Iloperidone is a dual-acting dopamine and serotonin receptor antagonist, developed originally by Titan Pharmaceuticals as a new treatment for schizophrenia. For several years Novartis Pharma held the worldwide development and marketing rights to iloperidone, but the company relinquished these rights in 2003.
Subsequently, the rights were taken up by Vanda Pharmaceuticals. Under the license agreement from Novartis, Vanda Pharmaceuticals undertook to pursue the iloperidone Phase III development programme and complete product registration.
In October 2007, Vanda Pharmaceuticals submitted a New Drug Application (NDA) to the US Food and Drug Administration (FDA) seeking approval for iloperidone for the treatment of schizophrenia. The NDA included data from 35 clinical trials involving more than 3,000 schizophrenia patients treated with iloperidone.
The FDA approved iloperidone in May 2009 for treatment of schizophrenia in elderly people. Iloperidone has been launched on the market under the brand name Fanapt. Titan Pharmaceuticals will obtain 8% royalty on worldwide annual net sales of up to $200m and 10% on net sales above $200m.
Iloperidone demonstrates efficacy in Phase III trials
Data from the Phase III trials indicate that consistent with its receptor binding profile, iloperidone is an effective treatment for schizophrenia.
In a randomised, double-blind, placebo-controlled trial involving 604 schizophrenia patients, treatment with iloperidone led to a significant improvement on all efficacy measures when compared with placebo. These included PANSS total (p=0.006), PANSS positive symptoms only (p=0.0009), PANSS negative symptoms only (p=0.027), and the Brief
Psychiatric Rating Scale (p=0.0128).
The efficacy of iloperidone was also assessed in relation to specific patient genetic profiling. The company had previously identified a genetic polymorphism, hypothesised to be associated with the pathogenesis of schizophrenia, in about 70% of patients and which appeared to correlate with iloperidone response. In this patient sub-set, the magnitude of response to treatment with iloperidone was greater than that for the total study population.
Cardiac safety assessed in Phase III trials
Safety and tolerability has been a major issue since antipsychotic drugs were first introduced into clinical practice over 50 years ago. Although atypical antipsychotics offer improved safety and tolerability over conventional typical antipsychotics, especially with respect to extrapyramidal symptoms (EPS), drug safety remains an issue.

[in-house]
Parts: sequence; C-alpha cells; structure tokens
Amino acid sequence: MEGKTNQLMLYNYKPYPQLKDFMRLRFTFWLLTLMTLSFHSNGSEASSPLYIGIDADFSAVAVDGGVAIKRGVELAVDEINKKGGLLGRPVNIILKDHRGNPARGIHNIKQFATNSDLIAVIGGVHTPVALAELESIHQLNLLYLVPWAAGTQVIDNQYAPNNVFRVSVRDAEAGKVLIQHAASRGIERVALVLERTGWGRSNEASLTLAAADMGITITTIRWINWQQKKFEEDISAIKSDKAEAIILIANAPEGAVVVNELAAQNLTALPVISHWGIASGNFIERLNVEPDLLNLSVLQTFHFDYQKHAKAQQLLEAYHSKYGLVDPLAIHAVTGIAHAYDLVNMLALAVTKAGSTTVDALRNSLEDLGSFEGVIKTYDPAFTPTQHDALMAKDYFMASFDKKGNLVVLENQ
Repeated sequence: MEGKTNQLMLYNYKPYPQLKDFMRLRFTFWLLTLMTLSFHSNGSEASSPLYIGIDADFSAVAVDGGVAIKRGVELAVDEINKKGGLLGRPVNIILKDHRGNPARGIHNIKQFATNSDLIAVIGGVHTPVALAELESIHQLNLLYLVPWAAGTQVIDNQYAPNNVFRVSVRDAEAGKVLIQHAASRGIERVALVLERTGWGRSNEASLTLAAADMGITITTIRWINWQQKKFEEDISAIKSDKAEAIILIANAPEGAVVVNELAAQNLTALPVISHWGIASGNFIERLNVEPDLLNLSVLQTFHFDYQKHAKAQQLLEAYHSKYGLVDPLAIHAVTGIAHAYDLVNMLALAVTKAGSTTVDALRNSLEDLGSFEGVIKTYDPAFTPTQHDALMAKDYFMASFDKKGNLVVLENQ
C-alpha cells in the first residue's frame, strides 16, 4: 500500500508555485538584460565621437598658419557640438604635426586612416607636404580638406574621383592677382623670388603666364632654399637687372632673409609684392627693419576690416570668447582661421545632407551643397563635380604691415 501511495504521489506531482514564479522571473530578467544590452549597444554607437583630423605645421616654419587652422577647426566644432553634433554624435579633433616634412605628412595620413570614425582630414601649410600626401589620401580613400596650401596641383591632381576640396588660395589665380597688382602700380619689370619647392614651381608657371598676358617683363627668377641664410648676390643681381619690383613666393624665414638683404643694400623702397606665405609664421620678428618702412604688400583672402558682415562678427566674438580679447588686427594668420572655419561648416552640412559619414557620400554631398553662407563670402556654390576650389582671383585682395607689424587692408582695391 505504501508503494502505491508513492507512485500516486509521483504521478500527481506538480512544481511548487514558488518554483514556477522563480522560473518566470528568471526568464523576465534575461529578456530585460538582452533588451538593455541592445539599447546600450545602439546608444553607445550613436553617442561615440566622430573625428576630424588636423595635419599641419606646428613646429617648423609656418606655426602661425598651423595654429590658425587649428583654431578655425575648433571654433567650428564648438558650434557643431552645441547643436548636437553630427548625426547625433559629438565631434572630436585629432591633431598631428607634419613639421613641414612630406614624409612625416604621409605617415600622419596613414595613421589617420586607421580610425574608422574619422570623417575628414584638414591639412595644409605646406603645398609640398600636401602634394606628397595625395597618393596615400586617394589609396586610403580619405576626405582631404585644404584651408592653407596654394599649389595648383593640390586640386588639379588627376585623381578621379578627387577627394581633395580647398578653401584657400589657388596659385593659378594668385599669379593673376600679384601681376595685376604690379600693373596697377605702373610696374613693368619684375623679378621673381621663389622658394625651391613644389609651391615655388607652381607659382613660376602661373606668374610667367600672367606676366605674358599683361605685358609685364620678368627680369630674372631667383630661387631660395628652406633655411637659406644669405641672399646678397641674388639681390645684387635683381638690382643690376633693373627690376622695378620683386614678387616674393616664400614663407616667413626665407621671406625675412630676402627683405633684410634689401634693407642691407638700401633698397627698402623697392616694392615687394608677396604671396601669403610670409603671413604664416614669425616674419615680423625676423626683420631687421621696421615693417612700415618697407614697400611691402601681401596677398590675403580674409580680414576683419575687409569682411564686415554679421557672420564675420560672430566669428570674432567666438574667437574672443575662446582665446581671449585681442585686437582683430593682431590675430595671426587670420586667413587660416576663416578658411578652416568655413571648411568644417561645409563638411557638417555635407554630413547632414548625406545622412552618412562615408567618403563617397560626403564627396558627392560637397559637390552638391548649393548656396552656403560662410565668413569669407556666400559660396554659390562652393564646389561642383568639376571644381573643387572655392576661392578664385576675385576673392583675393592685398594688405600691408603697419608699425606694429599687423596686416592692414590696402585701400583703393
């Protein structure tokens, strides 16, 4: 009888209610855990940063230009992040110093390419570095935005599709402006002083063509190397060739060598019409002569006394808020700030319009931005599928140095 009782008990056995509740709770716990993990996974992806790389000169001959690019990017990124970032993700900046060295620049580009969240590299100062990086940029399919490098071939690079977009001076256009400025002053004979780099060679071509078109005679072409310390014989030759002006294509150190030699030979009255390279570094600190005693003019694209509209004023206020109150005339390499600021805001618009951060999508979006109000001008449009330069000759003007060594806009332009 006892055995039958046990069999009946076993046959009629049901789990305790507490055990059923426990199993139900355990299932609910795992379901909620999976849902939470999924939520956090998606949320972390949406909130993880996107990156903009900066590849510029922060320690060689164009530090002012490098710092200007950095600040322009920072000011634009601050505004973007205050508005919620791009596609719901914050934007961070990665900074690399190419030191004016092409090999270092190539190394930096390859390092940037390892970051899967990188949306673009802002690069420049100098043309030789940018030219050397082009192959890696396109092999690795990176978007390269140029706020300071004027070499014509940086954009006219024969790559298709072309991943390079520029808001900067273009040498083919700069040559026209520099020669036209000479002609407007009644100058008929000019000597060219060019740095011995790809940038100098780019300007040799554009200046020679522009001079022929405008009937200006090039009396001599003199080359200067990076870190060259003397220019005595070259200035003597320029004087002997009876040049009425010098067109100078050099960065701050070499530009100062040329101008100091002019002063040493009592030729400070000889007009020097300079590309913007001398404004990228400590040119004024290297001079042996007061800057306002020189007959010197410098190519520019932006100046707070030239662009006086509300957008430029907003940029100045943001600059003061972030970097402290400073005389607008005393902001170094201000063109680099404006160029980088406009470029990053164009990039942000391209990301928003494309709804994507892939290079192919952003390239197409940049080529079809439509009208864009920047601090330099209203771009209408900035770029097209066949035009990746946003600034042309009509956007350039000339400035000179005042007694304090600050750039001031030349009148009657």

Significant weight gain leading to metabolic disturbances (diabetes, heart disease), sexual dysfunction, hyperprolactinaemia and cardiotoxicity are unwelcome side effects associated with some currently used atypical drugs. Poor tolerability leads to poor treatment compliance and risk of relapse.
Cardiac safety has been a concern with iloperidone, particularly in relation to QT interval. Prolongation of the QTC interval, the length of time it takes the heart's ventricles to electrically discharge and recharge, is a documented side effect of several typical and atypical antipsychotics.
Cardiac safety data from the Phase III iloperidone trials revealed no patients had QT intervals in excess of 500ms, a threshold of concern to the FDA. Furthermore, among the sub-set of patients who responded particularly well to iloperidone, QT prolongation was shorter in the majority of patients who were good iloperidone metabolisers.
The change in QTC interval from baseline was 11.4ms for the total study population, 10.4ms for good metabolisers and 15ms for poor metabolisers (p=0.008, good vs. poor). In addition, iloperidone showed low potential for weight gain and induction of diabetes, low EPS including akathisia, and a low incidence of sleepiness and effects on cognition.
The burden of schizophrenia
Schizophrenia is a severe and debilitating mental illness that affects around 1% of the general population.
Worldwide, around 45 million people are afflicted with schizophrenia. This chronic and severe mental illness imposes a heavy burden on patients, their families and society.
Effective drug therapy can do much to ameliorate the symptoms of schizophrenia and reduce the need for inpatient care.
Residential care constitutes the single biggest component of the total cost of treating schizophrenia, which in the UK alone approaches £3bn a year.
By comparison, drug therapy is estimated to account for less than 10% of total costs.
Antipsychotic drugs are the cornerstone of the management of schizophrenia and are designed to address the core psychotic symptoms of schizophrenia. Despite a plethora of drugs, there are still significant unmet clinical needs in the management of schizophrenia.
Iloperidone is expected to expand the range of atypical antipsychotic drugs available to psychiatrists to treat this disabling condition.